Layoffs are a regular occurrence in the cutthroat world of enterprise technology, though the bearer of bad news is usually not a startup boasting triple-digit annual sales growth. Tegile Systems Inc. this week revealed that a sizable portion of its overseas staff has been terminated in what appears to be an attempt at deflecting the global economic troubles blamed for dragging down the competition.
EMC Corp., the industry’s largest storage vendor, saw the three percent increase in worldwide demand for its systems last quarter completely nullified by the depreciation of foreign currencies against the dollar. Much the decline happened in Europe, the Middle East and Africa, the same region that was targeted in Tegile’s downsizing initiative. According to The Register, the flash array maker halved its UK headcount and shuttered a branch office in the Netherlands that was opened just a few months ago.
Marketing vice president Rob Commins indicated to the publication that the savings from the cuts should more than offset the impact on Tegile’s revenue growth given that Europe accounts for “well below” a tenth of its sales. And the positive side of the restructuring grows even bigger when taking into account the fact the company will now be able to spend the resources previously taken up by remote workers in more profitable areas . However, the timing of the layoffs gives reason to believe that streamlining operations wasn’t the only motivation behind the move.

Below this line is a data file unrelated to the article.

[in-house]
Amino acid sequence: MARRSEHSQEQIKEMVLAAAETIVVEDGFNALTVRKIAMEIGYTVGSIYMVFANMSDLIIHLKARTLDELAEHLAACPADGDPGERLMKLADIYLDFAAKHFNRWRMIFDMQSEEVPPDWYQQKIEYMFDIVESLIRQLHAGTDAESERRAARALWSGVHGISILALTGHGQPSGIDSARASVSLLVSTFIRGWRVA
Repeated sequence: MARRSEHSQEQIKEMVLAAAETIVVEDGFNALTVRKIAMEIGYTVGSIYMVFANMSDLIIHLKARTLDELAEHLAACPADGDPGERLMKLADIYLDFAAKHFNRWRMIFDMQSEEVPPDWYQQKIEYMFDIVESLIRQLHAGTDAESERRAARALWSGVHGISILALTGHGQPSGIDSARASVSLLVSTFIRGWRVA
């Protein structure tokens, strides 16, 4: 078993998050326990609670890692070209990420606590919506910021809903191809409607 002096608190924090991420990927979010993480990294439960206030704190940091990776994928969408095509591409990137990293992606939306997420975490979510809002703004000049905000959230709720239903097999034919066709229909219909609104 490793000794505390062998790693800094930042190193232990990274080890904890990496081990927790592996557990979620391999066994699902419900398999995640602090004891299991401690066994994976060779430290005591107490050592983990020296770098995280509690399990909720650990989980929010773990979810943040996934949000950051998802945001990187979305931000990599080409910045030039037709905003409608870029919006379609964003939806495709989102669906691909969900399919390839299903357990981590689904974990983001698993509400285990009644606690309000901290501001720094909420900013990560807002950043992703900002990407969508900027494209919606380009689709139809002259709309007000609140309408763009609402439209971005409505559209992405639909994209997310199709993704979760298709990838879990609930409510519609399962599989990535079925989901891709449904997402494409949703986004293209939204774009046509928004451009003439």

The cuts come only a few short weeks after Tegile replaced long-time CFO Ian Edmundson with Michael Morgan, an industry veteran who helped take two companies public. Tegile CEO Rohit Kshetrapal has openly stated that he intends to move down the same road within the next 18 to 24 months, which will require putting forth a solid balance sheet for prospective investors. The more unnecessary expenses the firm trims on the way there, the more attractive its pitch will become.
The fact that the cost-cutting effort has already begun suggests that more layoffs may follow as Tegile moves closer towards its stock market debut. The company will need every dollar that its new CFO can eke out in order to avoid the fate of fellow flash vendor Pure Storage Inc., which saw its share price fall nearly 20 percent since entering public trading last October due to its high burn rate.